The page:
Funeral Blues

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In the poem ‘Funeral Blues’ by W. H. Auden, a sad and depressing atmosphere is created as the poem tells a story of the man’s grief. The poet’s use of language, word choice and sentence structure makes the mood in this poem suitable for the message it is getting across. In this poem the author’s feelings are expressed along with the use of rhythm and rhyme. In this poem, the writer uses regular verse and traditional pattern of rhythm and rhyme to give impact to his unexpected imagery of the end of a relationship when he cuts himself off from the rest of the his life because his grief is too much.

- In the first stanza the depressing mood is created straight away by the poet's use of commands, which created the impression that he wanted the whole world to come to a stand still:
"Stop all the clocks, cut off the telephone,
Prevent the dog from barking with a juicy bone"
These particular commands are demanding silence from everyone as he is requesting silence from everyone as he wants the clocks to stop ticking, the phone to stop ringing, the dog to be quiet and basically every aspect of normal, everyday life to come to a halt. By doing this the author has made it obvious that the...

To describe the incredible pain and isolation of when someone you love leaves you and the way time seems insignificant, the writer starts the poem by reiterating the title, creating emphasis by his use of assonance of the monosyllables: “Stop all the clocks”. Unlike Valentine, this poem incorporates a series of metaphors to describe the writer’s feelings instead of using one extended metaphor; he then continues to describe the suffering he feels and the way everything that used to have a purpose stops by using the atypical metaphor of a dog and a bone. To exemplify the way he feels his life has ended, he then uses metaphors associated with a funeral: Silence the pianos and with a muffled drum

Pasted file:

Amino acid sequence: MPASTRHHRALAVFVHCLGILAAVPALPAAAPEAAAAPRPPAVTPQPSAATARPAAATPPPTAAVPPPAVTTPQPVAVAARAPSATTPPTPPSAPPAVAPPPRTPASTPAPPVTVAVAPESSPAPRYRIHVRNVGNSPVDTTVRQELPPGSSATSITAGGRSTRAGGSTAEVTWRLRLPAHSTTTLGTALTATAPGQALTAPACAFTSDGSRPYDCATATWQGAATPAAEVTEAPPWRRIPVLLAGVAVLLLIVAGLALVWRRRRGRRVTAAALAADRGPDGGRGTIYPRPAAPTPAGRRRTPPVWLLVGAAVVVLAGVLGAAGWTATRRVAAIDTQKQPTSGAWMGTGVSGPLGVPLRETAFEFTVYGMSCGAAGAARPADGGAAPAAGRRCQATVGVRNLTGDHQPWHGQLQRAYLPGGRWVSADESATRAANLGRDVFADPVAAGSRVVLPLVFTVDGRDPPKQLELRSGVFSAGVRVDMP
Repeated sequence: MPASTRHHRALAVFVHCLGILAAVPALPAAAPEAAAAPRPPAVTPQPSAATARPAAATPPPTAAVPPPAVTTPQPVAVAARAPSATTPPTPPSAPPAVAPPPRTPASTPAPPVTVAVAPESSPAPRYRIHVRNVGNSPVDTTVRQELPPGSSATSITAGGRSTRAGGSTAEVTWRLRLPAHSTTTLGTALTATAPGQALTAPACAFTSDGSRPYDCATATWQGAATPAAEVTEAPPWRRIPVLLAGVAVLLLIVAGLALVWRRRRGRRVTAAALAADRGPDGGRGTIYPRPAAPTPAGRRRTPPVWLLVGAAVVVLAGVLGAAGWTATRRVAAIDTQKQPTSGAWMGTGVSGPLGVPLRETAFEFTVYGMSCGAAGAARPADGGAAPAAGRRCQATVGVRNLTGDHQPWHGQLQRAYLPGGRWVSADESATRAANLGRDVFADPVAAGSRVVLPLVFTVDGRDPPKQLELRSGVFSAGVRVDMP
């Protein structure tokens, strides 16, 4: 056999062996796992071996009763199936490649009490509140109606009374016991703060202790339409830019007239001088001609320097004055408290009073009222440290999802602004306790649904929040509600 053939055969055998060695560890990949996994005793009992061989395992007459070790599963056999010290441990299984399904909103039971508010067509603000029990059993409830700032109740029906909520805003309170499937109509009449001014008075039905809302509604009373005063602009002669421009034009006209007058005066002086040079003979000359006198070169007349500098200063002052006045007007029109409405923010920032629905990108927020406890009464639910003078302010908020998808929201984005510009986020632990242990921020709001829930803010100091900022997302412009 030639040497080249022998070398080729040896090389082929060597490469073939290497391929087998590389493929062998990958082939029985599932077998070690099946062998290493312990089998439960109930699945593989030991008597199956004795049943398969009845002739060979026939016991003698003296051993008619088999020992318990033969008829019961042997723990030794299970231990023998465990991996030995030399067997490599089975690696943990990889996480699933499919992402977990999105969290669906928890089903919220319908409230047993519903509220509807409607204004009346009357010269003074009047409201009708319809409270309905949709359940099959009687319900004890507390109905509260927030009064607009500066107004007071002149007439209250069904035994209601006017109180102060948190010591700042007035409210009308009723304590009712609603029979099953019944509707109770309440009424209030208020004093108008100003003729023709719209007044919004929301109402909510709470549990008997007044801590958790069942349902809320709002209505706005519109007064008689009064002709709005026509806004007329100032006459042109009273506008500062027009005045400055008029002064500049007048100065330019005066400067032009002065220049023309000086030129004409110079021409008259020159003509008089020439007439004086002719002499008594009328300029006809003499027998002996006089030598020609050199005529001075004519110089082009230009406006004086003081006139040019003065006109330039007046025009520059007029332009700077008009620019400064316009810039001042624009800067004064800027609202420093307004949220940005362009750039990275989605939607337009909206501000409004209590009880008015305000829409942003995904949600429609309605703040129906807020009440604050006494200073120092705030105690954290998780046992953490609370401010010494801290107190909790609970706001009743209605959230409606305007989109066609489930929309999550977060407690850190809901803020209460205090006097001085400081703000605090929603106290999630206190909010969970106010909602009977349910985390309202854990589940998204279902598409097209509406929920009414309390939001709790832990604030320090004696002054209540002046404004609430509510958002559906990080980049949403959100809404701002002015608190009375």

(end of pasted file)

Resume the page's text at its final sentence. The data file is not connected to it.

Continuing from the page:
Bring out the coffin, let the mourners come.
To show the end of happiness and the start of mourning, the writer includes the silencing of the pianos and then low thudding drums used at funeral to describe the phenomenal sadness he feels now the relationship is over. He includes the metaphor “coffin” to either represent his own emotional death he feels now he has lost something so valuable to him or to represent the death of the relationship. The second stanza further illustrates the engulfing pain this poem is describing. To symbolise the feeling that everything in his life is also submerged in pain, the writer uses the word “moaning” to describe an aeroplane, followed by: Scribbling on the sky the message He is dead

This line typifies the lackadaisicality he feels now nothing matters by using the word “scribbling”, which is given emphasis by the sibilance of “sky”. The fact that the message has been written on the sky shows the scale of the writer’s grief now the relationship has ended. To show the God-like significance his partner was in his life, he uses “He” with a capital; there is also emphasis on the three heavy monosyllables that creates a morose feel to the end of the line. The writer then expresses that all peace has now gone and is blemished and weighed down with death by referring to “crêpe bows around the white necks of the public doves”. Auden continues to describe the inconsequentiality of the rest of the world as he pushes himself away from his life: Let the traffic policemen wear black cotton gloves.

- short sentence and if you follow the
rhythm intended it is a drowsy beat which again extends the overdose idea as it is him falling asleep and puts him out of his misery but at the same time the ending remains sad and does not give a happy ending. The third stanza of Our Love Now is different from the other two; instead of using metaphors related to everyday life he starts to explore his pain deeper by directly referring to how the loss of his partner will effect him, using metaphors of cosmic significance: He was my...
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